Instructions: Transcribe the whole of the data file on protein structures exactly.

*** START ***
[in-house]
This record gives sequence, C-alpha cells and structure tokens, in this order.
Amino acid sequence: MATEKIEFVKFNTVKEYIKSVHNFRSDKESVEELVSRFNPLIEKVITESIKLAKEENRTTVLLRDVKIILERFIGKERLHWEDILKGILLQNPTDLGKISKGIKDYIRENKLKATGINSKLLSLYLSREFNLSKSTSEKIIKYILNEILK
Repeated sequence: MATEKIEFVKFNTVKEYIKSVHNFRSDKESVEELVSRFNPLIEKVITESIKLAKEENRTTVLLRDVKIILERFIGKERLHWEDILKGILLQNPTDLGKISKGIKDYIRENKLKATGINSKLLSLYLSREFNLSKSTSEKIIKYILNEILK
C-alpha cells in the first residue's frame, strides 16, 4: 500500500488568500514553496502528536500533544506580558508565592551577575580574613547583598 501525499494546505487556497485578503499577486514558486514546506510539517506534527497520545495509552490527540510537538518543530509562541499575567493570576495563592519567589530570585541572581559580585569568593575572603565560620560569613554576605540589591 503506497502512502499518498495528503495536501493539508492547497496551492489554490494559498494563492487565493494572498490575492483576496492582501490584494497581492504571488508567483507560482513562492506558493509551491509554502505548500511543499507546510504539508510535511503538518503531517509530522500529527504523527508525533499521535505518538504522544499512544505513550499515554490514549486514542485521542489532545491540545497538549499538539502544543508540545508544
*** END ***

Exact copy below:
[in-house]
This record gives sequence, C-alpha cells and structure tokens, in this order.
Amino acid sequence: MATEKIEFVKFNTVKEYIKSVHNFRSDKESVEELVSRFNPLIEKVITESIKLAKEENRTTVLLRDVKIILERFIGKERLHWEDILKGILLQNPTDLGKISKGIKDYIRENKLKATGINSKLLSLYLSREFNLSKSTSEKIIKYILNEILK
Repeated sequence: MATEKIEFVKFNTVKEYIKSVHNFRSDKESVEELVSRFNPLIEKVITESIKLAKEENRTTVLLRDVKIILERFIGKERLHWEDILKGILLQNPTDLGKISKGIKDYIRENKLKATGINSKLLSLYLSREFNLSKSTSEKIIKYILNEILK
C-alpha cells in the first residue's frame, strides 16, 4: 500500500488568500514553496502528536500533544506580558508565592551577575580574613547583598 501525499494546505487556497485578503499577486514558486514546506510539517506534527497520545495509552490527540510537538518543530509562541499575567493570576495563592519567589530570585541572581559580585569568593575572603565560620560569613554576605540589591 503506497502512502499518498495528503495536501493539508492547497496551492489554490494559498494563492487565493494572498490575492483576496492582501490584494497581492504571488508567483507560482513562492506558493509551491509554502505548500511543499507546510504539508510535511503538518503531517509530522500529527504523527508525533499521535505518538504522544499512544505513550499515554490514549486514542485521542489532545491540545497538549499538539502544543508540545508544